News » The Week That Was

Dec. 17-23, 2008

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Dec. 17-23, 2008

It was a GOOD week for …

 

HOTEL CONSTRUCTION. McKibbon Hotel Group moved its proposed site for a new Aloft Hotel one block south of the original site at Clinton Avenue and Commerce Street to avoid opposition by the neighboring Central Arkansas Library System.

 

DEBATE. Differences emerged as Gov. Mike Beebe, Lt. Gov. Bill Halter and key legislators discussed their ideas for the shape and benefits of the new state lottery. So far, it's been a rare debate guided mostly by philosophical differences, not special commercial interests. Not to worry: The lottery game vendors and marketers will be along soon enough.

It was a BAD week for …

 

NORTH LITTLE ROCK MAYOR PAT HAYS. He's as angry now as he was in 2005 when he was pushing bad Tax Increment Finance legislation to help shopping center developer Bruce Burrow. He forged ahead despite North Little Rock School Board opposition and legal questions with a scheme to steal school property taxes from some newly completed developments to build a parking deck for a hotel.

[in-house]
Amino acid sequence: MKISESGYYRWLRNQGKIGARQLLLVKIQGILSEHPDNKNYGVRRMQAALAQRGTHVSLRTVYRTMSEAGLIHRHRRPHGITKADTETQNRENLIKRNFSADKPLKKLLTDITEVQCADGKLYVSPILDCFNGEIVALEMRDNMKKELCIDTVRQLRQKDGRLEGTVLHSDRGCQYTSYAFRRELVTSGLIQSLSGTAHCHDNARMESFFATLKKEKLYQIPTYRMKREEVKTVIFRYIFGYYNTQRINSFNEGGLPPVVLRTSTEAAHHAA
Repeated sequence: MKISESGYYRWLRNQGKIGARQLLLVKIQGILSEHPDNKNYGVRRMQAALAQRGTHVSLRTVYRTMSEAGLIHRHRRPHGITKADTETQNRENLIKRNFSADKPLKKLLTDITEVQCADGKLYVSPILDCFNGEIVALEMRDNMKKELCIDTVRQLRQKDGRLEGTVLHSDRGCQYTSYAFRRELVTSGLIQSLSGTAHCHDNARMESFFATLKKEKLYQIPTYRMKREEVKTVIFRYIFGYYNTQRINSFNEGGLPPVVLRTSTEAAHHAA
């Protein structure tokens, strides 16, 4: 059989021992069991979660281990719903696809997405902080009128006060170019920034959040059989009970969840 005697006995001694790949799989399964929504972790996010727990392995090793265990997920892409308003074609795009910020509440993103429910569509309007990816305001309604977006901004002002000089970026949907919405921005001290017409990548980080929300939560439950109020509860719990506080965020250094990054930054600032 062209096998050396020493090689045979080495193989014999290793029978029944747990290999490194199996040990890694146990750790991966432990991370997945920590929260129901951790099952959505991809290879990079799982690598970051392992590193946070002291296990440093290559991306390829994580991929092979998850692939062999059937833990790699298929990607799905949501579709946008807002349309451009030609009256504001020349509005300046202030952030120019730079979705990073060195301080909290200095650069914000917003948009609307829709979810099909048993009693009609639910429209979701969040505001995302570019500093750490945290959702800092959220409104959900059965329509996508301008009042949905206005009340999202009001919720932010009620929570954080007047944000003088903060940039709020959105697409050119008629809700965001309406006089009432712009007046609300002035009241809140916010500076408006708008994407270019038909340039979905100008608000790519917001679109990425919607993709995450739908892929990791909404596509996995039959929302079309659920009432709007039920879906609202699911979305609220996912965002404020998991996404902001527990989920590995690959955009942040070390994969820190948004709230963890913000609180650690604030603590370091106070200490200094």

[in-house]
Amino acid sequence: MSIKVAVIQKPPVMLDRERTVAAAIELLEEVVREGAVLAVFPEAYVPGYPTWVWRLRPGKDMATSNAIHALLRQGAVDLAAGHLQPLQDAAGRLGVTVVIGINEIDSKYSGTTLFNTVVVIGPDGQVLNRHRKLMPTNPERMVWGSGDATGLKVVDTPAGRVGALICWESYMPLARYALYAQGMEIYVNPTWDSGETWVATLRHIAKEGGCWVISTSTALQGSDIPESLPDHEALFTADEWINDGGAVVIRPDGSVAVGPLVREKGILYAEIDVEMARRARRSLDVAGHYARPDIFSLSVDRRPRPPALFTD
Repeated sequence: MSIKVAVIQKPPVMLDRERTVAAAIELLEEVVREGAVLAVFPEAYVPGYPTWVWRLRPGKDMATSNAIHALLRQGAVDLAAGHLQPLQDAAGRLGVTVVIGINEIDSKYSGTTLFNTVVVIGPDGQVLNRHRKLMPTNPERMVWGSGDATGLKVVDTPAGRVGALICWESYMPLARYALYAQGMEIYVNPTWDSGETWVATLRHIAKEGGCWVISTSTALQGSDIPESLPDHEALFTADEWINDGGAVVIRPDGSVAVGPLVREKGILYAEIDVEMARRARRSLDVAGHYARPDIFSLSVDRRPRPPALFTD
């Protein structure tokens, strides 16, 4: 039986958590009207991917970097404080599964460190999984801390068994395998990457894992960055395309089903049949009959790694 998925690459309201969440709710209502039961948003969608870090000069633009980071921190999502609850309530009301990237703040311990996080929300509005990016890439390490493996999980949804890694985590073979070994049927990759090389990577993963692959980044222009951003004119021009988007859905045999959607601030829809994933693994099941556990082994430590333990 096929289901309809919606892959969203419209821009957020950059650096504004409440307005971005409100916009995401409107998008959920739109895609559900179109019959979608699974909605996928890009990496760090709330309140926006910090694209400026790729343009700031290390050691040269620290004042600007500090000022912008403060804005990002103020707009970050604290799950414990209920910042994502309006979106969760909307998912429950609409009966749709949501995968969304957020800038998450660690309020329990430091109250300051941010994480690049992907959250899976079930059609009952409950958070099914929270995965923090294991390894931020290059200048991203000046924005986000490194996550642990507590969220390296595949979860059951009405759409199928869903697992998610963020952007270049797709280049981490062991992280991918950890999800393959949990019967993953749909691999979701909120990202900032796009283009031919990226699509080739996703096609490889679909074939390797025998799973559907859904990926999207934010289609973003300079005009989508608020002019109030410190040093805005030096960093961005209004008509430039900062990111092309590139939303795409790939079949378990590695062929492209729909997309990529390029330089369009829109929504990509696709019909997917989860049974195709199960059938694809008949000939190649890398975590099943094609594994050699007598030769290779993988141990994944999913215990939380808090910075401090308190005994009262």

SUPERIOR INDUSTRIES. The auto parts maker laid off 268 workers in Fayetteville and Rogers, the latest in a series that have reduced employment there by 1,400 since 2006. And some legislators think the U.S. auto industry's troubles aren't important in Arkansas. See next entry.

 

U.S. SEN. BLANCHE LINCOLN. After forsaking U.S. autoworkers on the bailout vote, she began waffling on legislation to curb management dominance over union organizing (largely a non-issue in Arkansas anyway, a right-to-work state with few union members).

 

HELENA-WEST HELENA MAYOR JAMES VALLEY. He was fined $1,900 for releasing city animal shelter dogs loose in a nearby national forest. A Humane Society complaint against the mayor remains under investigation.

 

FREEDOM OF INFORMATION. A circuit judge agreed that the state did not need to reveal which state employees had been using state computers to clean up Wikipedia entries about state politicians on the public's dime.

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